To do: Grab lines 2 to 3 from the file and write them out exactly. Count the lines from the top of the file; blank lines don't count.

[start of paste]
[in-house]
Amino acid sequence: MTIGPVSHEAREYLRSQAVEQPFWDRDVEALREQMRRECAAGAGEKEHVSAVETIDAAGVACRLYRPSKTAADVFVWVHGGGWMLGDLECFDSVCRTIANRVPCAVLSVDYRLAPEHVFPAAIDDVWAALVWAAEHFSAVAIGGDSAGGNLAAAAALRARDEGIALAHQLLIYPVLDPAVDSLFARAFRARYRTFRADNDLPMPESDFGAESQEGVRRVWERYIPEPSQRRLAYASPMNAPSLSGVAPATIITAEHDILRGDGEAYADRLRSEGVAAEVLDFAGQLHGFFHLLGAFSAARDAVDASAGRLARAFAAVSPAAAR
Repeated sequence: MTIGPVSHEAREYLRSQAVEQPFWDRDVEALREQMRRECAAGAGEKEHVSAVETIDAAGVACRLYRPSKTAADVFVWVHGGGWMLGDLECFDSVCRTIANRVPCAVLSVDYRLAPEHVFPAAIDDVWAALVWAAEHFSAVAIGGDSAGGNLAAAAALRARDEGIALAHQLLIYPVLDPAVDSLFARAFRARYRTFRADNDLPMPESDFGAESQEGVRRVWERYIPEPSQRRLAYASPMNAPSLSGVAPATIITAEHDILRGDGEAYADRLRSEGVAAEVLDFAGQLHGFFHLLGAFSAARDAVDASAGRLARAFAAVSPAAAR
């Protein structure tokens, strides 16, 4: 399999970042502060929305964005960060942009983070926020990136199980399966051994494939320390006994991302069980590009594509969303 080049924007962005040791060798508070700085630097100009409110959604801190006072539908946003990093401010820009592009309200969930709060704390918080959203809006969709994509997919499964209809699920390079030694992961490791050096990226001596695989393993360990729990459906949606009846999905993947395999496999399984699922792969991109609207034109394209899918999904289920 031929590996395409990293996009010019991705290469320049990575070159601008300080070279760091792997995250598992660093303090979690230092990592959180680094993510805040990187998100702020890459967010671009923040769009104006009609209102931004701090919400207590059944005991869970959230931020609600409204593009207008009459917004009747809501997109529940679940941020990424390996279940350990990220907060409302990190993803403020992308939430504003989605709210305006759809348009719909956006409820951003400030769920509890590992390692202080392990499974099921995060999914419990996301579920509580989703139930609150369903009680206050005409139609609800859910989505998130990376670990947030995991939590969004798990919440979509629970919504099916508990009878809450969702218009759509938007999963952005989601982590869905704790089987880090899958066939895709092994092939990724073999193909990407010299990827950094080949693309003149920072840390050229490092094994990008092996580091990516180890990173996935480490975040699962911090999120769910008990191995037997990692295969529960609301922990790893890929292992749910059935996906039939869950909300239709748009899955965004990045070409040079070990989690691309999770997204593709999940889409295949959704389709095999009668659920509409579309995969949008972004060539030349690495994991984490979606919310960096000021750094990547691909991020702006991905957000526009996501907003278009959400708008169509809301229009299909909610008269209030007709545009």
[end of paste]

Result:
Amino acid sequence: MTIGPVSHEAREYLRSQAVEQPFWDRDVEALREQMRRECAAGAGEKEHVSAVETIDAAGVACRLYRPSKTAADVFVWVHGGGWMLGDLECFDSVCRTIANRVPCAVLSVDYRLAPEHVFPAAIDDVWAALVWAAEHFSAVAIGGDSAGGNLAAAAALRARDEGIALAHQLLIYPVLDPAVDSLFARAFRARYRTFRADNDLPMPESDFGAESQEGVRRVWERYIPEPSQRRLAYASPMNAPSLSGVAPATIITAEHDILRGDGEAYADRLRSEGVAAEVLDFAGQLHGFFHLLGAFSAARDAVDASAGRLARAFAAVSPAAAR
Repeated sequence: MTIGPVSHEAREYLRSQAVEQPFWDRDVEALREQMRRECAAGAGEKEHVSAVETIDAAGVACRLYRPSKTAADVFVWVHGGGWMLGDLECFDSVCRTIANRVPCAVLSVDYRLAPEHVFPAAIDDVWAALVWAAEHFSAVAIGGDSAGGNLAAAAALRARDEGIALAHQLLIYPVLDPAVDSLFARAFRARYRTFRADNDLPMPESDFGAESQEGVRRVWERYIPEPSQRRLAYASPMNAPSLSGVAPATIITAEHDILRGDGEAYADRLRSEGVAAEVLDFAGQLHGFFHLLGAFSAARDAVDASAGRLARAFAAVSPAAAR